Student teaching requires maximum time and energy. Students who are working to pay tuition and support themselves most likely have to quit their jobs. There’s no question that unpaid student teaching has prevented many low-income students from entering the teaching profession in the first place.

This surprise early contract settlement shows respect for teachers and the essential work they do. How enlightened — and sensible — to avoid the usual us vs. them conflict and instead free up energies to work together on improved education for Philadelphia students.

Starting in the 2024-25 school year, miracle of miracles, the Commonwealth of Pennsylvania will launch a new program that will pay student teachers in Pennsylvania $10,000 to $15,000, if they agree to work in high-needs districts and promise to teach in the state for three years. Cooperating teachers, who are usually compensated (not nearly enough) by university teacher preparation programs will be eligible for an additional grant payment of $2500. (PHEAA, PA Student Teacher Support Program).

What a sensible concept! Compensate student teachers while they are learning and reward them for their creativity and persistence. Stop requiring initial sacrifice, followed by more of the same.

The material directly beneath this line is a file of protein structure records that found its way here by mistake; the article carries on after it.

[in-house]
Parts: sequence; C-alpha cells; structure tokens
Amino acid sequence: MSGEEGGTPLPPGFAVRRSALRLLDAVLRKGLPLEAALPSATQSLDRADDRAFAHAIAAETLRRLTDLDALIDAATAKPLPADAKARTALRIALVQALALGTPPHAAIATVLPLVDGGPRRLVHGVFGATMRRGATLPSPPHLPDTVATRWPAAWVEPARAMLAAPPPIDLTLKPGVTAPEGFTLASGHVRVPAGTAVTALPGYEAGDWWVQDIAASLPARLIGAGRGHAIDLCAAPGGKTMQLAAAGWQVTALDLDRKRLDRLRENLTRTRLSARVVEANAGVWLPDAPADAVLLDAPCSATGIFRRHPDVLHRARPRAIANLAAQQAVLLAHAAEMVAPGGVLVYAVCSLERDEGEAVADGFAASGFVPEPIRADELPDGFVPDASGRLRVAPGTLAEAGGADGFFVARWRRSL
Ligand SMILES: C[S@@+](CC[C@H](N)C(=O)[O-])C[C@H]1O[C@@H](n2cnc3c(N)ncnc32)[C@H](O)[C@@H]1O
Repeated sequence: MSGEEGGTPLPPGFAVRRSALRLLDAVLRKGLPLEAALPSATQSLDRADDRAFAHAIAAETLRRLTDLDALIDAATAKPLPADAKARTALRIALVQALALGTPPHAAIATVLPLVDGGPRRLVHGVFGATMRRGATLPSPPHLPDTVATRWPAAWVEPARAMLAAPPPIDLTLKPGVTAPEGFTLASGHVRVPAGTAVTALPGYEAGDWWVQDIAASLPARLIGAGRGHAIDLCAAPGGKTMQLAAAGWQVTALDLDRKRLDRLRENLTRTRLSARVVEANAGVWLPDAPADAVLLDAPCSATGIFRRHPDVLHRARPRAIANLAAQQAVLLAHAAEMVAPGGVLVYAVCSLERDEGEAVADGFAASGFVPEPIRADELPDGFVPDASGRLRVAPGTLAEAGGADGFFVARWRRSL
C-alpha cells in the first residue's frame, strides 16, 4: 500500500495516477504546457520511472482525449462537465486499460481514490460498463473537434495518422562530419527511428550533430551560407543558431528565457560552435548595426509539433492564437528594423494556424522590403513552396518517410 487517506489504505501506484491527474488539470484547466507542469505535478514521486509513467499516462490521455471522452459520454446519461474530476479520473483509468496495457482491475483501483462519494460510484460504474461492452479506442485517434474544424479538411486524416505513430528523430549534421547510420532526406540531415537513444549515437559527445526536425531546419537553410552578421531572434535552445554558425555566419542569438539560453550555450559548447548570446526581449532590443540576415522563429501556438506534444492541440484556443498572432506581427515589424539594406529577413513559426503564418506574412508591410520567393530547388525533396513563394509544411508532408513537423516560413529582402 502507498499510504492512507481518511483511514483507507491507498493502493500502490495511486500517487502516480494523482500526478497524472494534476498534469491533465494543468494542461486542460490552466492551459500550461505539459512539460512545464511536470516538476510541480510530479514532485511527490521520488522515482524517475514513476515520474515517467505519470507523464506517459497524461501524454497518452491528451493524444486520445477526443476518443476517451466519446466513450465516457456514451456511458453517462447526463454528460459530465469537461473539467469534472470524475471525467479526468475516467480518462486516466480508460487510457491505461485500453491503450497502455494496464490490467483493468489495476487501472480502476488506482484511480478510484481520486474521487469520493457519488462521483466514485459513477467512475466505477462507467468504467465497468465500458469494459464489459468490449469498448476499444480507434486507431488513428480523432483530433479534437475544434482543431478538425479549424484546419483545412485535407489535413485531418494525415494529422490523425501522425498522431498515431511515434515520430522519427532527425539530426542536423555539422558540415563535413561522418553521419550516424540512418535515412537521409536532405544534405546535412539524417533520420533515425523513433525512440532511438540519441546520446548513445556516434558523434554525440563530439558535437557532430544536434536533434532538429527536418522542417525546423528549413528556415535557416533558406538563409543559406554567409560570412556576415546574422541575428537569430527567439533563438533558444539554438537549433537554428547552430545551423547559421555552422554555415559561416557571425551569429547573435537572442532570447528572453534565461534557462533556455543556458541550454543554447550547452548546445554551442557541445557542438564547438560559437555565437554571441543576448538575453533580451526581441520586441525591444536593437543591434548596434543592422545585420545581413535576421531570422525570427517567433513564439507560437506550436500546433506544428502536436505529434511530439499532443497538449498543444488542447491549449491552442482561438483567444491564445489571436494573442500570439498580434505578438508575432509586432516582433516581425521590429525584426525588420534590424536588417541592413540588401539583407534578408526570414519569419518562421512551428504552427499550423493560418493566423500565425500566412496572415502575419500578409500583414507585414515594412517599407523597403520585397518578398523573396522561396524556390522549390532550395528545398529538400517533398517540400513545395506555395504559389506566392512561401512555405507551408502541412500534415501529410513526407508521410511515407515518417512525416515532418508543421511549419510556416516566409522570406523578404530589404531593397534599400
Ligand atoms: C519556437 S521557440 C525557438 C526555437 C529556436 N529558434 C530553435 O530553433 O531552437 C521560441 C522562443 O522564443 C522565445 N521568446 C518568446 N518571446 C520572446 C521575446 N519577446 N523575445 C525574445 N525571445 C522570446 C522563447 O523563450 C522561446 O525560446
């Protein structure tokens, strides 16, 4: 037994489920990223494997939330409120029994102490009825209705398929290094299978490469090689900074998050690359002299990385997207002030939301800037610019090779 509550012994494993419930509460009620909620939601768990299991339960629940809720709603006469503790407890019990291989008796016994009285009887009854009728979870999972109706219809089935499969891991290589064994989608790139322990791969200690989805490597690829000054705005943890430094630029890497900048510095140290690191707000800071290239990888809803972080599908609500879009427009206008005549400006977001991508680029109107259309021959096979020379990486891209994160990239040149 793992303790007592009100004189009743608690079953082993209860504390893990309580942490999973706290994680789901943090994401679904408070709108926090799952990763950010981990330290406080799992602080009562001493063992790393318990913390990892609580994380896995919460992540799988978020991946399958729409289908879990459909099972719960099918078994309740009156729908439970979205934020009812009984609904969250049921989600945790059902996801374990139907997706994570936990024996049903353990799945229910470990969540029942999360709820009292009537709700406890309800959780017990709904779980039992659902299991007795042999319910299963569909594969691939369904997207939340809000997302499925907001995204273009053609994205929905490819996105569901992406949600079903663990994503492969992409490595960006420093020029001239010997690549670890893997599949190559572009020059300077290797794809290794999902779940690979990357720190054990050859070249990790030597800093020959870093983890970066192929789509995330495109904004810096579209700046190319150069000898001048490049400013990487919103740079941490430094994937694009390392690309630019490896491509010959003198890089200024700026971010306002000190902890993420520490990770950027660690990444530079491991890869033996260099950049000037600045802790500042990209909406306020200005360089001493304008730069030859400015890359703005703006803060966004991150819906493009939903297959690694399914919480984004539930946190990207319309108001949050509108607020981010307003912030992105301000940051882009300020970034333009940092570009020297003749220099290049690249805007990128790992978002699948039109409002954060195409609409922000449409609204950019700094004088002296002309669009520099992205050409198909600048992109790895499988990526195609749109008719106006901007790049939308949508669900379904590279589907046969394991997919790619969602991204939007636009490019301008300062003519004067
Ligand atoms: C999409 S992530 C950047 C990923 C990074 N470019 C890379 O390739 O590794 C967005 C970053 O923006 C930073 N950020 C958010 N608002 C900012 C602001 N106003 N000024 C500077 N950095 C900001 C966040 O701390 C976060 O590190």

Now maybe the state can also consider going further to increase the ranks of teachers by working to get more substitutes in the classroom and by encouraging education schools to follow the example of the UK in recruiting older adults looking for a second, fulfilling career as a teacher, as I’ve written about previously.

More details on Governor Shapiro’s bold education funding plan

I’ve written before about Governor Shapiro’s education proposal offering sanity and hope for higher education. Subsequently, the Governor has provided additional detail, indicating that the combined system of 15 community colleges and 10 state universities “would equitably split a 15 percent funding increase in his proposed state budget.”

For K-12, Governor Shapiro has also been bold. His 2024-25 budget proposal includes a $1.1 billion increase in basic education funding, the largest increase in Pennsylvania history, based on year-long consultation with the Basic Education Funding Commission (BFC). And his 2024 budget calls for “a $50 million annual investment in school safety and security improvements and $300 million in sustainable funding for environmental repair projects in school buildings.”

Whether the PA legislature will act sensibly and pass the Governor’s budget remains to be seen.

Elaine Maimon, Ph.D., is an Advisor at the American Council on Education. She is the author of Leading Academic Change: Vision, Strategy, Transformation. Her long career in higher education has encompassed top executive positions at public universities as well as distinction as a scholar in rhetoric/composition. Her co-authored book, Writing In The Arts and Sciences, has been designated as a landmark text. She is a Distinguished Fellow of the Association for Writing Across the Curriculum. Follow @epmaimon on X.